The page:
Tree diseases take on many different forms and are perpetrated by many different types of organisms. Furthermore, certain species are more likely to develop an infection and within a certain species there may be several varieties or cultivars, which could be more or less disease resistant than the main population. To even further complicate matters, poor growing conditions can initiate a response by the plant, which resembles that caused by a disease pathogen.
Identify the tree. Tree diseases are usually species specific and rarely attack different kinds of species. Once you identify the type of tree, you can usually narrow down the possibilities to a half-dozen pathogens.
Look for shelf fungi growing on the trunk. These fungi are easy to spot and a pretty good sign that a tree has (or will soon have) a serious fungus infection. One course of action is to cut the tree down and harvest the lumber, but often the tree is just left to rot, die and provide home for animals and nutrients for the soil.
Check the leaf to see to see if there is any visual problem. Most likely candidates are insects such as moths, caterpillars, aphids and borers. Knowing the species of tree will help immensely in characterising disease problems. Insects often cause the plant leaf to form galls, which are raised areas and welts. Fungi can also attack the leaf, but this organism may only cause discolouration.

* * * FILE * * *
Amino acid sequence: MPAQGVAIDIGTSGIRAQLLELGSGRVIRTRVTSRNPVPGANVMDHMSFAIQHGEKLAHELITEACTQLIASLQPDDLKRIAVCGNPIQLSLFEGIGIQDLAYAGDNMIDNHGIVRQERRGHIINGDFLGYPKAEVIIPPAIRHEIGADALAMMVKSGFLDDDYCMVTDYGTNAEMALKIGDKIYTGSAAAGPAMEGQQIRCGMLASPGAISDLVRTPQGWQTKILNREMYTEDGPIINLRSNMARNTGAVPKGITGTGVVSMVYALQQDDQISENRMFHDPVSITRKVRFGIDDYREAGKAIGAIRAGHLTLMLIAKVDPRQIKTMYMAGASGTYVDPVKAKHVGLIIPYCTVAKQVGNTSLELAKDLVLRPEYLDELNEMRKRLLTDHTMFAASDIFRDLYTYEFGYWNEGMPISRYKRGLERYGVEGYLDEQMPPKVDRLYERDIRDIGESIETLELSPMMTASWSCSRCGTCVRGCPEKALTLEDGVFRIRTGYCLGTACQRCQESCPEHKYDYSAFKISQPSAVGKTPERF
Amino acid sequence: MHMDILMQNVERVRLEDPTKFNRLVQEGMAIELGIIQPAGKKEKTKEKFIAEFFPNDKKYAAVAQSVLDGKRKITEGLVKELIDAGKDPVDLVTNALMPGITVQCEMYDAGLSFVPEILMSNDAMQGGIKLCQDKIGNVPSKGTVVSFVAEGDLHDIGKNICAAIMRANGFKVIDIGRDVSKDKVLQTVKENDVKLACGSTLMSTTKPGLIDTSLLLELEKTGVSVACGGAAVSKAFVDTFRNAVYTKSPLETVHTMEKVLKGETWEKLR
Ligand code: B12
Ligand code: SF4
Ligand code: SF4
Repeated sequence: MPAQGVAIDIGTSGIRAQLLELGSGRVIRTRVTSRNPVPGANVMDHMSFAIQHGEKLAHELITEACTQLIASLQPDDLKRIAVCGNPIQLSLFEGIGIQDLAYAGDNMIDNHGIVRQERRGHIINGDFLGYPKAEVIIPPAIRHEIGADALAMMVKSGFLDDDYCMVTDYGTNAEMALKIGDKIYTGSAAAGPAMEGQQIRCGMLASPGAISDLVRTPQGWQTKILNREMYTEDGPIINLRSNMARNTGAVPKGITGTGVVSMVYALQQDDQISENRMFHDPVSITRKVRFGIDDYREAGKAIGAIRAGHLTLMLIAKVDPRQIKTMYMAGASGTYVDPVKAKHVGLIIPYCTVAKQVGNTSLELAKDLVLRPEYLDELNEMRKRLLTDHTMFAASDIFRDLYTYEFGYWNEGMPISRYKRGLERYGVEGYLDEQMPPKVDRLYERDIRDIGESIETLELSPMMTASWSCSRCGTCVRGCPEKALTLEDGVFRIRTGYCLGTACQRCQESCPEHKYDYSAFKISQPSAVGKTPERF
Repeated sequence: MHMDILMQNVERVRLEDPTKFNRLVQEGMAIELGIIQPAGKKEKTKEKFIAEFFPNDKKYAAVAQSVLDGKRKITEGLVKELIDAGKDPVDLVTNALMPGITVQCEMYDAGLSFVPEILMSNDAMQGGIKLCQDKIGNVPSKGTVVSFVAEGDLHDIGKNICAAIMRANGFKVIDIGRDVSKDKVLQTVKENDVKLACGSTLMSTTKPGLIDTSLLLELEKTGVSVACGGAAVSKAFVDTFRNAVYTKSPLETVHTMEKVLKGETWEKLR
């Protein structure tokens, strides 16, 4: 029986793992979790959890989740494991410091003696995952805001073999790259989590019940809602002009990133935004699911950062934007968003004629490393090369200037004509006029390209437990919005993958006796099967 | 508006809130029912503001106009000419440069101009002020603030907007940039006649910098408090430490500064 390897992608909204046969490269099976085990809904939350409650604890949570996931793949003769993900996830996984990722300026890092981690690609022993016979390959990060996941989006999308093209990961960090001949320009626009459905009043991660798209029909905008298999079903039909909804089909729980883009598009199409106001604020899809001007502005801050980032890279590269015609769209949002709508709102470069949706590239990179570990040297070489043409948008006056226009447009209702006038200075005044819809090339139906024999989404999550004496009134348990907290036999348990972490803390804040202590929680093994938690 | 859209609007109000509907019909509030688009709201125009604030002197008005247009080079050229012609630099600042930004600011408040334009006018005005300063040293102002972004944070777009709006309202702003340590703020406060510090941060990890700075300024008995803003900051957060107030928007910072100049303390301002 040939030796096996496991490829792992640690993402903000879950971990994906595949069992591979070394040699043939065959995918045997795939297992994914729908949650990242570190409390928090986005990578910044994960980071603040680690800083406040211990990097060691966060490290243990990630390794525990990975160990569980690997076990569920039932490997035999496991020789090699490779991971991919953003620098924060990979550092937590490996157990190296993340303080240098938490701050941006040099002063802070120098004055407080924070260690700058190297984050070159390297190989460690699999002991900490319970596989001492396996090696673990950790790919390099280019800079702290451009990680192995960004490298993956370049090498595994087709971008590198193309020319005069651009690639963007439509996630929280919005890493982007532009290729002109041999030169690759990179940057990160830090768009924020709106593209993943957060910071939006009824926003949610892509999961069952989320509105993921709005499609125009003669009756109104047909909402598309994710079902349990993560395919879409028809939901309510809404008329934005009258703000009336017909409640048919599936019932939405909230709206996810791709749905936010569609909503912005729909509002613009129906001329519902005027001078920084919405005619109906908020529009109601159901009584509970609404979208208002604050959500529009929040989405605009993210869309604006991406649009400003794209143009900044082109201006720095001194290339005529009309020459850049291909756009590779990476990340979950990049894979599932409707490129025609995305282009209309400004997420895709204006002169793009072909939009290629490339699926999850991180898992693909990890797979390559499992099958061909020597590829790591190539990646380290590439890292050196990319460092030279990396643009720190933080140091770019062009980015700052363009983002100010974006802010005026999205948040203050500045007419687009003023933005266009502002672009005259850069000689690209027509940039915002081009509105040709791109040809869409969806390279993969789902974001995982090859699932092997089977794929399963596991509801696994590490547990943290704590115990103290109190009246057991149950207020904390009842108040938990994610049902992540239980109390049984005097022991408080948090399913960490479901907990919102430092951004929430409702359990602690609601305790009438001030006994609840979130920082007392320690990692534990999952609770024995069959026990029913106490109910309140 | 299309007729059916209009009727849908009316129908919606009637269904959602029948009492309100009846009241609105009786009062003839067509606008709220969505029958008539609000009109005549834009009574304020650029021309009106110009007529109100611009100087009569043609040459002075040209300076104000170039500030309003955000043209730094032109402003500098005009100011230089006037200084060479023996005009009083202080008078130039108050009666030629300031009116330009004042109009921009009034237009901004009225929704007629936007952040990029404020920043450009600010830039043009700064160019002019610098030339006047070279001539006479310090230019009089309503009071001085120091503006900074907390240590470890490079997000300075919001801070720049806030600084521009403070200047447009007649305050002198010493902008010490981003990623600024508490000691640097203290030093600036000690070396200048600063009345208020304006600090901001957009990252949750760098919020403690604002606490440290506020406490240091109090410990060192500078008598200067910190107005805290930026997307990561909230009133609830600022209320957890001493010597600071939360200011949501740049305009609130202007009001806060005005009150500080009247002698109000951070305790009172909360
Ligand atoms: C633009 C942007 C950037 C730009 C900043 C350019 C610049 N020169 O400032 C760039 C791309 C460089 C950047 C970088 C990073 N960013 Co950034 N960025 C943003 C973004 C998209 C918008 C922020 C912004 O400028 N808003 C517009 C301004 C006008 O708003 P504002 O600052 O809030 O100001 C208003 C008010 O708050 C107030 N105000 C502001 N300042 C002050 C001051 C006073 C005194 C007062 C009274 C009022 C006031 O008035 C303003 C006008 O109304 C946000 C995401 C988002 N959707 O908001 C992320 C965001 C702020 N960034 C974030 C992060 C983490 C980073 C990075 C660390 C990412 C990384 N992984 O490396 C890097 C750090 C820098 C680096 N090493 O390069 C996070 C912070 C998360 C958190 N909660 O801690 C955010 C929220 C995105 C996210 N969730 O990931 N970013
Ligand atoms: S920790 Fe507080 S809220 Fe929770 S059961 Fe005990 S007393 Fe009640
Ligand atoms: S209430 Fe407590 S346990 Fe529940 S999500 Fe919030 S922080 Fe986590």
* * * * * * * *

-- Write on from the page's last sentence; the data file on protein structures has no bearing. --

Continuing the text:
Examine the twigs, buds and small branches for fungus infections such as a rust. A rust is a fungus with a presence like a fuzzy growth, sometimes resembling felt. The rust is often black in colour, but appearance can vary widely. Rust also attacks leaves, causing discolouration or spots.
Go back to the trunk to see if there are any cankers or lesions growing on the bark. Although a fungus in this part of the tree is always a reason for concern, not all discoloured ones on the trunk indicate internal damage to the tree.
Stand back and look at the upper portion of the tree and look for wilt at the top. Treetop wilt can be of two types. One is caused by lack of water and the other by fungal parasite.
Tree diseases are not contagious. A few species are highly susceptible to specific diseases. For example, the American chestnut never reaches maturity because of a blight. Tree diseases are best learnt on a case-by-case basis. Some diseases are benign. For example, the ash tree sometimes succumbs to a bright orange-coloured rust that is not destructive. Defoliation is a natural and often successful reaction to a disease or insect pest. Often the tree will come back healthy the following spring.
Disease identification is not an exact science. Even experts can have difficulty with the process.